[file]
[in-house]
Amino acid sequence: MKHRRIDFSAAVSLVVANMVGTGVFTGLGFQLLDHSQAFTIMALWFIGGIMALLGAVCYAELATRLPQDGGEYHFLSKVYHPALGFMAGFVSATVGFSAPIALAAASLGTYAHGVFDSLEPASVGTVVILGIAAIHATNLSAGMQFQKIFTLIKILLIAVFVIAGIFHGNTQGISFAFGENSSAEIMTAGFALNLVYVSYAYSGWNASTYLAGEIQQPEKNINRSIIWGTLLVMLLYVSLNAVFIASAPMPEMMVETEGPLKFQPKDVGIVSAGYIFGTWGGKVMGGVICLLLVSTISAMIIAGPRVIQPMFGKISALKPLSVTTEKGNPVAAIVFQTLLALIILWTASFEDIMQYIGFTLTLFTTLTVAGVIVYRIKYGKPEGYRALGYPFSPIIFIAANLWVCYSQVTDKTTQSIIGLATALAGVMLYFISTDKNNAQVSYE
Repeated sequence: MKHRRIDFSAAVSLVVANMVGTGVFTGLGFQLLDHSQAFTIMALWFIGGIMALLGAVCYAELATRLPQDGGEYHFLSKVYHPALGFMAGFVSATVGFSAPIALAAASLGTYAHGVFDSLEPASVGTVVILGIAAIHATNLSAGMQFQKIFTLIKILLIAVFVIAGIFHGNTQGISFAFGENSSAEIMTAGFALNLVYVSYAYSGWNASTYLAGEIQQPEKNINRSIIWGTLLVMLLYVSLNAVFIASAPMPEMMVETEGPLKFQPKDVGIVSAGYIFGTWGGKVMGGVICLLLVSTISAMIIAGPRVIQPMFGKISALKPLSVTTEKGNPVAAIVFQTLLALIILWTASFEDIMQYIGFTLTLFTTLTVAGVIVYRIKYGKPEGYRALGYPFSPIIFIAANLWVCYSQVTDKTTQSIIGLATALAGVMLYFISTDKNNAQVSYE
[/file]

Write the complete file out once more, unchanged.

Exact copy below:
[in-house]
Amino acid sequence: MKHRRIDFSAAVSLVVANMVGTGVFTGLGFQLLDHSQAFTIMALWFIGGIMALLGAVCYAELATRLPQDGGEYHFLSKVYHPALGFMAGFVSATVGFSAPIALAAASLGTYAHGVFDSLEPASVGTVVILGIAAIHATNLSAGMQFQKIFTLIKILLIAVFVIAGIFHGNTQGISFAFGENSSAEIMTAGFALNLVYVSYAYSGWNASTYLAGEIQQPEKNINRSIIWGTLLVMLLYVSLNAVFIASAPMPEMMVETEGPLKFQPKDVGIVSAGYIFGTWGGKVMGGVICLLLVSTISAMIIAGPRVIQPMFGKISALKPLSVTTEKGNPVAAIVFQTLLALIILWTASFEDIMQYIGFTLTLFTTLTVAGVIVYRIKYGKPEGYRALGYPFSPIIFIAANLWVCYSQVTDKTTQSIIGLATALAGVMLYFISTDKNNAQVSYE
Repeated sequence: MKHRRIDFSAAVSLVVANMVGTGVFTGLGFQLLDHSQAFTIMALWFIGGIMALLGAVCYAELATRLPQDGGEYHFLSKVYHPALGFMAGFVSATVGFSAPIALAAASLGTYAHGVFDSLEPASVGTVVILGIAAIHATNLSAGMQFQKIFTLIKILLIAVFVIAGIFHGNTQGISFAFGENSSAEIMTAGFALNLVYVSYAYSGWNASTYLAGEIQQPEKNINRSIIWGTLLVMLLYVSLNAVFIASAPMPEMMVETEGPLKFQPKDVGIVSAGYIFGTWGGKVMGGVICLLLVSTISAMIIAGPRVIQPMFGKISALKPLSVTTEKGNPVAAIVFQTLLALIILWTASFEDIMQYIGFTLTLFTTLTVAGVIVYRIKYGKPEGYRALGYPFSPIIFIAANLWVCYSQVTDKTTQSIIGLATALAGVMLYFISTDKNNAQVSYE